Friday, October 25, 2013

Yeah Yeah Yeah

At first glance, Bob Stanley’s Yeah Yeah Yeah: The Story of Modern Pop appears to follow the script that was laid out for all-encompassing histories of popular music when Charlie Gillett wrote The Sound of the City back in 1970. It’s pretty much chronological, give or take a bit of to-ing and fro-ing as specific genres, demographics and geographies are taken into account. Rockabilly, skiffle, doo-wop, the British blues boom, deep soul, glam, check check check.

But look just a little deeper and Stanley’s wry subversion becomes apparent. Yes, he’s got his facts right, although a couple of times he appears to get Jeff Beck and Jimmy Page confused; but his choice of emphasis, an occasional turn of phrase, work to challenge the orthodox, slightly blokey, BBC2-documentary, Rolling-Stone-endorsed myth. It’s a bit like one of those dreams where everything is normal and mundane until you go to work and someone you last saw at school 30 years ago is sitting at the next desk and the actress Penelope Wilton is the tea lady although your office doesn’t really have a tea lady but nobody says anything and you only properly realise how weird the scenario is when you wake up. Stanley downgrades sacred cows, sprinkles in delicious droplets of arcane trivia as if he’s hosting the best pub quiz on the planet and pulls things together with analogies and metaphors that are erudite and apt but never feel as if he’s showing off. For example, over a few pages of the chapter on Jamaican music he gently chides those who categorise all musics from the island under the catch-all term “reggae”; suggests that the success of Bob Marley was rather more of a music industry confection than we might have assumed; informs us that three of the biggest Jamaican hits of 1969/1970 had overdubbed strings by the guy who wrote the theme for The Double Deckers; and brilliantly encapsulates the rivalry between dub titans King Tubby and Lee Perry, defining the latter as “...a skinny four-foot-eleven character with a penchant for ‘I’m mad, me’ self-promotion who played Salvador Dali to Tubby’s André Breton.”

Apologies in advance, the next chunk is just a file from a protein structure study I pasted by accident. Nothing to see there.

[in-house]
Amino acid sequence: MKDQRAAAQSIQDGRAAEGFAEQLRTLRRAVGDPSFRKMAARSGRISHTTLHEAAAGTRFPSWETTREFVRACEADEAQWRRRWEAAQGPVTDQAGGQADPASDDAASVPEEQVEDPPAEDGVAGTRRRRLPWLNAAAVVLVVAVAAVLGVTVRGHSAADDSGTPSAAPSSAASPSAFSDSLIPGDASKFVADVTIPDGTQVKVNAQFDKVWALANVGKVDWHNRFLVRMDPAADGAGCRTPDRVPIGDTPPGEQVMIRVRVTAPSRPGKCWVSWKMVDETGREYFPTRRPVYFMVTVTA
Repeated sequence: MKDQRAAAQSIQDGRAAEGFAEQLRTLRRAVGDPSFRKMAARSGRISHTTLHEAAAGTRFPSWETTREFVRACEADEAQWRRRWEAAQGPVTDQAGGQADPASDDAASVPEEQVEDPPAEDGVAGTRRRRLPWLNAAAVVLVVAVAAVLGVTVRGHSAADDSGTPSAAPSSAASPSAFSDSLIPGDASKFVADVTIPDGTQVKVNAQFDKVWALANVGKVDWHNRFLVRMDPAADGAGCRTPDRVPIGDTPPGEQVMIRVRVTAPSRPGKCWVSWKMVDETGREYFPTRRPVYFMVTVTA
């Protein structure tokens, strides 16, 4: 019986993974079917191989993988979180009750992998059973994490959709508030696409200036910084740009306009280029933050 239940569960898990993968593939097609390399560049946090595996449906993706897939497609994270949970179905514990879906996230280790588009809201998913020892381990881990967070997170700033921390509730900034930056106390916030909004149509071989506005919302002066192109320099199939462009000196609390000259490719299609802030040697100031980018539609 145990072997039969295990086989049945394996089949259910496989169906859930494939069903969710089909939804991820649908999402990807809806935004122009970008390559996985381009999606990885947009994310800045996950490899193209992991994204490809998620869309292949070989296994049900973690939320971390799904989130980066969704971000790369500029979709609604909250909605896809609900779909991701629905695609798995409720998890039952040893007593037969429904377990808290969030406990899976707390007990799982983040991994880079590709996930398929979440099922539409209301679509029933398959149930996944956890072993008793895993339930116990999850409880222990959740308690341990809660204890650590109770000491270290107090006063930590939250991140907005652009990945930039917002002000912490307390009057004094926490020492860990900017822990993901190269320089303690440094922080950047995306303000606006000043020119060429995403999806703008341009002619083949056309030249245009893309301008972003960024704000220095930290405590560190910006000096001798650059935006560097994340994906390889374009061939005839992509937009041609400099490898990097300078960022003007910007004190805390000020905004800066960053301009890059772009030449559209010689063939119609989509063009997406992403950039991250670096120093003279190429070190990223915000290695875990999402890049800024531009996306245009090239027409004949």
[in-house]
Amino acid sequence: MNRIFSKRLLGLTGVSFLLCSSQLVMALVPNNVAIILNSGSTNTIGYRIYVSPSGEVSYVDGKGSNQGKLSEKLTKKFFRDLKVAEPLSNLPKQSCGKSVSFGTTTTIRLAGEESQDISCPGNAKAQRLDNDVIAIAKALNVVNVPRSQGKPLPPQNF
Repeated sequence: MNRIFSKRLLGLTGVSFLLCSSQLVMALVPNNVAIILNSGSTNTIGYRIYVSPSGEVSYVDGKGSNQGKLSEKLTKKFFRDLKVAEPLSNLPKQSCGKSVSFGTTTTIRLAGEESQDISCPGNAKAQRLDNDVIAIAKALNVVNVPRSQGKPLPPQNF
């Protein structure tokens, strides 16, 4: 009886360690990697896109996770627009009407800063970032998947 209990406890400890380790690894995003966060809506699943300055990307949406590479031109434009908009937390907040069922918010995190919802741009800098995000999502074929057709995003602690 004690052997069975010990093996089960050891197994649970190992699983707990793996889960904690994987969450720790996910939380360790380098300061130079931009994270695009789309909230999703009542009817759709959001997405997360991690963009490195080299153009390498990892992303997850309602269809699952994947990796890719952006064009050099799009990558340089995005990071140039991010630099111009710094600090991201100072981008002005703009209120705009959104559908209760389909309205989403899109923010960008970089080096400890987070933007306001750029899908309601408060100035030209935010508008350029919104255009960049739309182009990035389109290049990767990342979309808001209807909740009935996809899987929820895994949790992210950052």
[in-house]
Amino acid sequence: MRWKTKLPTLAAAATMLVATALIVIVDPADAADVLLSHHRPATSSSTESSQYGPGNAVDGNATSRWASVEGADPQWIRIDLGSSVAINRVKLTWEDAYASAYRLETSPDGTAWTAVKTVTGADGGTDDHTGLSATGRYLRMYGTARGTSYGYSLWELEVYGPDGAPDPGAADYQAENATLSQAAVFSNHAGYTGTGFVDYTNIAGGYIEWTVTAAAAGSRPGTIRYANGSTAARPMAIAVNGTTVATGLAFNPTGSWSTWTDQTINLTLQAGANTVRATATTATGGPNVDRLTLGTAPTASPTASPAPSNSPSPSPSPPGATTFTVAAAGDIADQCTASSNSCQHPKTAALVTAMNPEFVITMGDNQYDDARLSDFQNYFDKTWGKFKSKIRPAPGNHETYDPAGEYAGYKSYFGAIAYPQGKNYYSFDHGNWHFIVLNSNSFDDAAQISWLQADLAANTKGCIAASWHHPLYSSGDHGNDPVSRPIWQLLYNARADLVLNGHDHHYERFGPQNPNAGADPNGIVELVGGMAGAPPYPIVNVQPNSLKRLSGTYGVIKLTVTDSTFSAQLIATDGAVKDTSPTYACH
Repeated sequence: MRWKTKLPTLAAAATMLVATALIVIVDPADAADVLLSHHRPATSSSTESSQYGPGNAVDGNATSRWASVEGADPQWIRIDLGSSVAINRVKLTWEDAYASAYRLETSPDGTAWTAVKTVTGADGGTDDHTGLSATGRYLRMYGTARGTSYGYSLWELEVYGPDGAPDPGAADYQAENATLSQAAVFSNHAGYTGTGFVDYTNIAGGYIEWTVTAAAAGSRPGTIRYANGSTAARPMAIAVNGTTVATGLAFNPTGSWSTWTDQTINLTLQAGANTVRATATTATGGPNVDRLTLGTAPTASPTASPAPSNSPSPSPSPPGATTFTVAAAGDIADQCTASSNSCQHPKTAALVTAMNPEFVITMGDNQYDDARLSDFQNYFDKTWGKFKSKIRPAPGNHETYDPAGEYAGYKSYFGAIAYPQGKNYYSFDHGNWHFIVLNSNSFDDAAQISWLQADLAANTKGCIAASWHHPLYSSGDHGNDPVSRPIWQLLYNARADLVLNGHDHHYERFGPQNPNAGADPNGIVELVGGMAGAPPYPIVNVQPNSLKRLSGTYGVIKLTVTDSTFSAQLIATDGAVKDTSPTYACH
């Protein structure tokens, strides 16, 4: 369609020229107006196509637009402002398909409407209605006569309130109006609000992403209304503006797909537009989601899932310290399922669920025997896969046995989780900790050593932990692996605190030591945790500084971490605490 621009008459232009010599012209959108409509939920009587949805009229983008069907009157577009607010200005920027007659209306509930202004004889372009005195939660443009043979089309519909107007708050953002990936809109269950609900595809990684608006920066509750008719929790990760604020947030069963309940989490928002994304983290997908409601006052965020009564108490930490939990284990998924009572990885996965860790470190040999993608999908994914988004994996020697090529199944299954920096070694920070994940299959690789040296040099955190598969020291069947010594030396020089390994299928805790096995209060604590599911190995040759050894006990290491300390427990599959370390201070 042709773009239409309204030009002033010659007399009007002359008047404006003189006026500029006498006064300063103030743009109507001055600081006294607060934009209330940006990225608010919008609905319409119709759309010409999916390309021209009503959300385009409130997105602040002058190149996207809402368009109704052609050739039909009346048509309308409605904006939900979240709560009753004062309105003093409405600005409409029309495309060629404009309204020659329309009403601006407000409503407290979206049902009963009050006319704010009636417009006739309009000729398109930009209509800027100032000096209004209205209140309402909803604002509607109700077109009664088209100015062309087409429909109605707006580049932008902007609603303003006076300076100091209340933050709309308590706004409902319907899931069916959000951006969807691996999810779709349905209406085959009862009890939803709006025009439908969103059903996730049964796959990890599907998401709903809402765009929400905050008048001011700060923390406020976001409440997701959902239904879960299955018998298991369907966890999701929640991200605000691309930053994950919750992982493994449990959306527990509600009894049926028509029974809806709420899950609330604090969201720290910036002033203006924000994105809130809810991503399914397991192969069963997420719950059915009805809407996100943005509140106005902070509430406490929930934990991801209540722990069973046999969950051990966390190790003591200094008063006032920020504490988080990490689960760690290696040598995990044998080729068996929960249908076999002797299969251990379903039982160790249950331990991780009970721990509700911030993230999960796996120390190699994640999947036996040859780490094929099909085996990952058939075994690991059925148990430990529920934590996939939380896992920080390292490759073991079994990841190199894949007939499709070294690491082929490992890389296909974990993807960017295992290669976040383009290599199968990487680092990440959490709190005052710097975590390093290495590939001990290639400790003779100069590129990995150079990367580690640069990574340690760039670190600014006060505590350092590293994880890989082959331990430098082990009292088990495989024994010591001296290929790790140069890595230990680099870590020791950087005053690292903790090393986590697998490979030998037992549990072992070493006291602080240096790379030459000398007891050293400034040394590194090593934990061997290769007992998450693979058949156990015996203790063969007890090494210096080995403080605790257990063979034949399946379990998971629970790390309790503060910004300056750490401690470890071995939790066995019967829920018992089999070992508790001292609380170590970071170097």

It’s slightly unfortunate for Mr Stanley that the release of his book has been a little eclipsed in the hype stakes by Morrissey’s autobiography but together they offer an alternative perspective, one that’s as happy alluding to the Surrealist pioneers as it to namechecking dead blues guitarists and defunct record companies. Stanley and Morrissey, in their different ways, adhere to a narrative that isn’t picked up at the front of a gig or in the back of a tour bus (Stanley is also a musician and yet I’m guessing indie synthpoppers St Etienne haven’t trashed that many hotel rooms) but in attic bedrooms and second-hand record stores, in the pages of fanzines and doodled lyrics when you should be doing your homework. I’d perhaps take issue with the title; it’s not The Story, it’s merely A Story, and like all alternatives, if it were ever to become The Story it would lose its reason to exist. But it’s a good story, one that deserves to be told, and Bob Stanley is the right teller of the tale.

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